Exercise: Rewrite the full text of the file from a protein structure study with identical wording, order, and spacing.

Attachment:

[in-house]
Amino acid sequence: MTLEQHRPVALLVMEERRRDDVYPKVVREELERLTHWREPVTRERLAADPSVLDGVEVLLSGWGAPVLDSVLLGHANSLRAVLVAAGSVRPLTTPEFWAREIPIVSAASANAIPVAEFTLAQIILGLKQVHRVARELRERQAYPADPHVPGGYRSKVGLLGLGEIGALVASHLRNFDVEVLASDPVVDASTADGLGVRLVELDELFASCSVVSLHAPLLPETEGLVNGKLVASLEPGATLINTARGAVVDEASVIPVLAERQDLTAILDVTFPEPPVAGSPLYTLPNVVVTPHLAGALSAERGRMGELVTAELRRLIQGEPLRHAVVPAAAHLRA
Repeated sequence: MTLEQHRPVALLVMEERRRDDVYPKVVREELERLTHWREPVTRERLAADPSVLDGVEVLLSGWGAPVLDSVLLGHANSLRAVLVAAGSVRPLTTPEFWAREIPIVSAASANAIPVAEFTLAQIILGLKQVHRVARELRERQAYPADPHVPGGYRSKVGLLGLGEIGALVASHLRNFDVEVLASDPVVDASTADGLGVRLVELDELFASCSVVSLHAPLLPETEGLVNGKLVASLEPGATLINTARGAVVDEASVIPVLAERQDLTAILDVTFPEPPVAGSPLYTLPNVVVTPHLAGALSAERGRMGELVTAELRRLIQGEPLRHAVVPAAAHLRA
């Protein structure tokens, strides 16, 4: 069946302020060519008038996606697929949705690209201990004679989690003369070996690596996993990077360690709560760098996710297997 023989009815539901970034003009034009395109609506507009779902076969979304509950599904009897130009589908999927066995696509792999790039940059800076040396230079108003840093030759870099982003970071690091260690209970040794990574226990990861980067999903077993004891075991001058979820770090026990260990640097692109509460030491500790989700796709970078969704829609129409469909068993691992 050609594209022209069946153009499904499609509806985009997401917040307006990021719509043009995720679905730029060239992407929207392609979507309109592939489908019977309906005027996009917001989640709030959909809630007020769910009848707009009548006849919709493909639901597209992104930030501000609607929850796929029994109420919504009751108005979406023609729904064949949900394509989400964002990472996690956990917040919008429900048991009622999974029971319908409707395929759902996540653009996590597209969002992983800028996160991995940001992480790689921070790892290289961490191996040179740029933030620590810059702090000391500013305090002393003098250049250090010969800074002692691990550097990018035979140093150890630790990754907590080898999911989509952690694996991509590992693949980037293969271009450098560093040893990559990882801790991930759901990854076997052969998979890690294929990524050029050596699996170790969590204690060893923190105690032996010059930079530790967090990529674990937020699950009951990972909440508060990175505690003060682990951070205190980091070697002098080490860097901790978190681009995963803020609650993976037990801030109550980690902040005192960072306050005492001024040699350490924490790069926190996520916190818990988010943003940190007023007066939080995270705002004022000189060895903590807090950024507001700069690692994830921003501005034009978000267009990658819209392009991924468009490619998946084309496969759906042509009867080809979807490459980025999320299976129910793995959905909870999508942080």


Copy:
[in-house]
Amino acid sequence: MTLEQHRPVALLVMEERRRDDVYPKVVREELERLTHWREPVTRERLAADPSVLDGVEVLLSGWGAPVLDSVLLGHANSLRAVLVAAGSVRPLTTPEFWAREIPIVSAASANAIPVAEFTLAQIILGLKQVHRVARELRERQAYPADPHVPGGYRSKVGLLGLGEIGALVASHLRNFDVEVLASDPVVDASTADGLGVRLVELDELFASCSVVSLHAPLLPETEGLVNGKLVASLEPGATLINTARGAVVDEASVIPVLAERQDLTAILDVTFPEPPVAGSPLYTLPNVVVTPHLAGALSAERGRMGELVTAELRRLIQGEPLRHAVVPAAAHLRA
Repeated sequence: MTLEQHRPVALLVMEERRRDDVYPKVVREELERLTHWREPVTRERLAADPSVLDGVEVLLSGWGAPVLDSVLLGHANSLRAVLVAAGSVRPLTTPEFWAREIPIVSAASANAIPVAEFTLAQIILGLKQVHRVARELRERQAYPADPHVPGGYRSKVGLLGLGEIGALVASHLRNFDVEVLASDPVVDASTADGLGVRLVELDELFASCSVVSLHAPLLPETEGLVNGKLVASLEPGATLINTARGAVVDEASVIPVLAERQDLTAILDVTFPEPPVAGSPLYTLPNVVVTPHLAGALSAERGRMGELVTAELRRLIQGEPLRHAVVPAAAHLRA
């Protein structure tokens, strides 16, 4: 069946302020060519008038996606697929949705690209201990004679989690003369070996690596996993990077360690709560760098996710297997 023989009815539901970034003009034009395109609506507009779902076969979304509950599904009897130009589908999927066995696509792999790039940059800076040396230079108003840093030759870099982003970071690091260690209970040794990574226990990861980067999903077993004891075991001058979820770090026990260990640097692109509460030491500790989700796709970078969704829609129409469909068993691992 050609594209022209069946153009499904499609509806985009997401917040307006990021719509043009995720679905730029060239992407929207392609979507309109592939489908019977309906005027996009917001989640709030959909809630007020769910009848707009009548006849919709493909639901597209992104930030501000609607929850796929029994109420919504009751108005979406023609729904064949949900394509989400964002990472996690956990917040919008429900048991009622999974029971319908409707395929759902996540653009996590597209969002992983800028996160991995940001992480790689921070790892290289961490191996040179740029933030620590810059702090000391500013305090002393003098250049250090010969800074002692691990550097990018035979140093150890630790990754907590080898999911989509952690694996991509590992693949980037293969271009450098560093040893990559990882801790991930759901990854076997052969998979890690294929990524050029050596699996170790969590204690060893923190105690032996010059930079530790967090990529674990937020699950009951990972909440508060990175505690003060682990951070205190980091070697002098080490860097901790978190681009995963803020609650993976037990801030109550980690902040005192960072306050005492001024040699350490924490790069926190996520916190818990988010943003940190007023007066939080995270705002004022000189060895903590807090950024507001700069690692994830921003501005034009978000267009990658819209392009991924468009490619998946084309496969759906042509009867080809979807490459980025999320299976129910793995959905909870999508942080």